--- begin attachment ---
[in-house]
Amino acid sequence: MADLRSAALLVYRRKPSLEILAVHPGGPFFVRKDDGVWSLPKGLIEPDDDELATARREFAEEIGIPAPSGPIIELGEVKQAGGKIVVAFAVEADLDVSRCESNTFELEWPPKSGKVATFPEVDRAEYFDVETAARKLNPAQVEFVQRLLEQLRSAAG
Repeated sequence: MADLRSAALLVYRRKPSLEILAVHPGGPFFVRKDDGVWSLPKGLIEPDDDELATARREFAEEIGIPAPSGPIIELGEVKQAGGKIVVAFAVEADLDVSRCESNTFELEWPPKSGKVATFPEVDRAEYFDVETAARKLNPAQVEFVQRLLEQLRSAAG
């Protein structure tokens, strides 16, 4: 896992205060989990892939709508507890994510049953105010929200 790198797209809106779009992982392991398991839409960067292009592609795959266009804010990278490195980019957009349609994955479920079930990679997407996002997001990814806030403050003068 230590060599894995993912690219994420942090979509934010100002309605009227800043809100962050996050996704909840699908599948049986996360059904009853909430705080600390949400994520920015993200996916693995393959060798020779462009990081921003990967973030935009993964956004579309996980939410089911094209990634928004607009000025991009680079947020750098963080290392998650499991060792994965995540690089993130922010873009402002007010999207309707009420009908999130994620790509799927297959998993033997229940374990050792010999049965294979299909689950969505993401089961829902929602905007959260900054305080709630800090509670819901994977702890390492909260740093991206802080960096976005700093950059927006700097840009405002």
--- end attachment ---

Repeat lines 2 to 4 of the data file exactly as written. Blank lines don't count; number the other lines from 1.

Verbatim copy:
Amino acid sequence: MADLRSAALLVYRRKPSLEILAVHPGGPFFVRKDDGVWSLPKGLIEPDDDELATARREFAEEIGIPAPSGPIIELGEVKQAGGKIVVAFAVEADLDVSRCESNTFELEWPPKSGKVATFPEVDRAEYFDVETAARKLNPAQVEFVQRLLEQLRSAAG
Repeated sequence: MADLRSAALLVYRRKPSLEILAVHPGGPFFVRKDDGVWSLPKGLIEPDDDELATARREFAEEIGIPAPSGPIIELGEVKQAGGKIVVAFAVEADLDVSRCESNTFELEWPPKSGKVATFPEVDRAEYFDVETAARKLNPAQVEFVQRLLEQLRSAAG
């Protein structure tokens, strides 16, 4: 896992205060989990892939709508507890994510049953105010929200 790198797209809106779009992982392991398991839409960067292009592609795959266009804010990278490195980019957009349609994955479920079930990679997407996002997001990814806030403050003068 230590060599894995993912690219994420942090979509934010100002309605009227800043809100962050996050996704909840699908599948049986996360059904009853909430705080600390949400994520920015993200996916693995393959060798020779462009990081921003990967973030935009993964956004579309996980939410089911094209990634928004607009000025991009680079947020750098963080290392998650499991060792994965995540690089993130922010873009402002007010999207309707009420009908999130994620790509799927297959998993033997229940374990050792010999049965294979299909689950969505993401089961829902929602905007959260900054305080709630800090509670819901994977702890390492909260740093991206802080960096976005700093950059927006700097840009405002």